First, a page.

Before the all-powerful Lord, the person of prayer feels weak and frail, despite his royal dignity. He therefore makes a profession of humility that is formulated, as was said, with words from Psalms 8 and 39. Indeed, he feels like "a breath", similar to a fleeting shadow, ephemeral and inconsistent, plunged into the flow of time that rolls on and marked by the limitations proper to the human creature.

3. Here then, is the question: why does God care for and think about this creature who is so wretched and ephemeral?

This question elicits the great manifestation of the divine, the so-called theophany that is accompanied by a procession of cosmic elements and historical events, directed at celebrating the transcendence of the supreme King of being, of the universe and of history.

Here, mountains smoke in volcanic eruptions, lightning like arrows routs the wicked, here are the "mighty waters" of the ocean that are the symbol of the chaos from which, however, the king is saved by the action of the divine hand itself.

In the background remain the wicked who tell "lies" and swear false oaths: a practical depiction, in the Semitic style of idolatry, of moral perversion and evil that truly oppose God and his faithful.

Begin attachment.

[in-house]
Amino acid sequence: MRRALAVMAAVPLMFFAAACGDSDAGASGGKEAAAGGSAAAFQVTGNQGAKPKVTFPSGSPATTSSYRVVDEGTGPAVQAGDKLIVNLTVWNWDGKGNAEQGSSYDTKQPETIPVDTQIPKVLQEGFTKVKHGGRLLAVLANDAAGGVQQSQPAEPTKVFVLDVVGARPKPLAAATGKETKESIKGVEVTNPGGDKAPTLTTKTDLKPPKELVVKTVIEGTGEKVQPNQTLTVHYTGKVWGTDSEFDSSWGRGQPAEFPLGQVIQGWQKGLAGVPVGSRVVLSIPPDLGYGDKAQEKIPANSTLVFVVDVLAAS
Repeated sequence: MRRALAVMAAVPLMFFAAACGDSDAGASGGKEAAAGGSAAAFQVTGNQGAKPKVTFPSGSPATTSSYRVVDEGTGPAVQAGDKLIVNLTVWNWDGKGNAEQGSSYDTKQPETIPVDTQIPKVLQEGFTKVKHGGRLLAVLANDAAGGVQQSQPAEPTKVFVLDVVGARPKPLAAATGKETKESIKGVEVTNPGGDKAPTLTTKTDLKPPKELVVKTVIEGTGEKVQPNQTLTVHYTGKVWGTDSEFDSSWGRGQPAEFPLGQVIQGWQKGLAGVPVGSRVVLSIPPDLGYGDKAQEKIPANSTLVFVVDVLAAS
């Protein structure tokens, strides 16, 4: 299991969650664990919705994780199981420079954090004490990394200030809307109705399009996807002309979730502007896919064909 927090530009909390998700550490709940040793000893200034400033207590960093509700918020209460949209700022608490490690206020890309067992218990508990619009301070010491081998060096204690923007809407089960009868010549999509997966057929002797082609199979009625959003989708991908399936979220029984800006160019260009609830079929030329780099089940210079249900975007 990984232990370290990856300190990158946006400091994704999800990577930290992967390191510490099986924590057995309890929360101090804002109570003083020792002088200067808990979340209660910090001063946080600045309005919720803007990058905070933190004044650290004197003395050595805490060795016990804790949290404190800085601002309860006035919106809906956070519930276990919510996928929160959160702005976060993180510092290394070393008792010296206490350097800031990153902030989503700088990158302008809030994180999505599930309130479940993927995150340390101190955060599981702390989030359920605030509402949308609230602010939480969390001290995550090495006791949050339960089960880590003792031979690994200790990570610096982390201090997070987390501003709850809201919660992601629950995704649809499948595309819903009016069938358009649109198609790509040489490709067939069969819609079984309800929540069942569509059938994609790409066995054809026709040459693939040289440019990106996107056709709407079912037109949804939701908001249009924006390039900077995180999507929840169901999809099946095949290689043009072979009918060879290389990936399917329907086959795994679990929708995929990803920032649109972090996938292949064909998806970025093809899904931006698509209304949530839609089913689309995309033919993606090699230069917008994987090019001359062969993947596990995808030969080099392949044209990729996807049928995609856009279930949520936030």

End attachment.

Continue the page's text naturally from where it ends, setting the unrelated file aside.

4. Now, for our meditation, we will reflect initially on the profession of humility made by the Psalmist, and entrust ourselves to the words of Origen, whose commentary on our text has come down to us in St Jerome's Latin version.

"The Psalmist speaks of the frailty of the body and of the human condition" because "with regard to the human condition, the human person is nothing. "Vanity of vanities, all is vanity', said Ecclesiastes"

But the marvelling, grateful question returns: ""Lord, what is man that you manifested yourself to him?'... It is a great happiness for men and women to know their Creator. In this we differ from wild beasts and other animals, because we know we have our Creator, whereas they do not."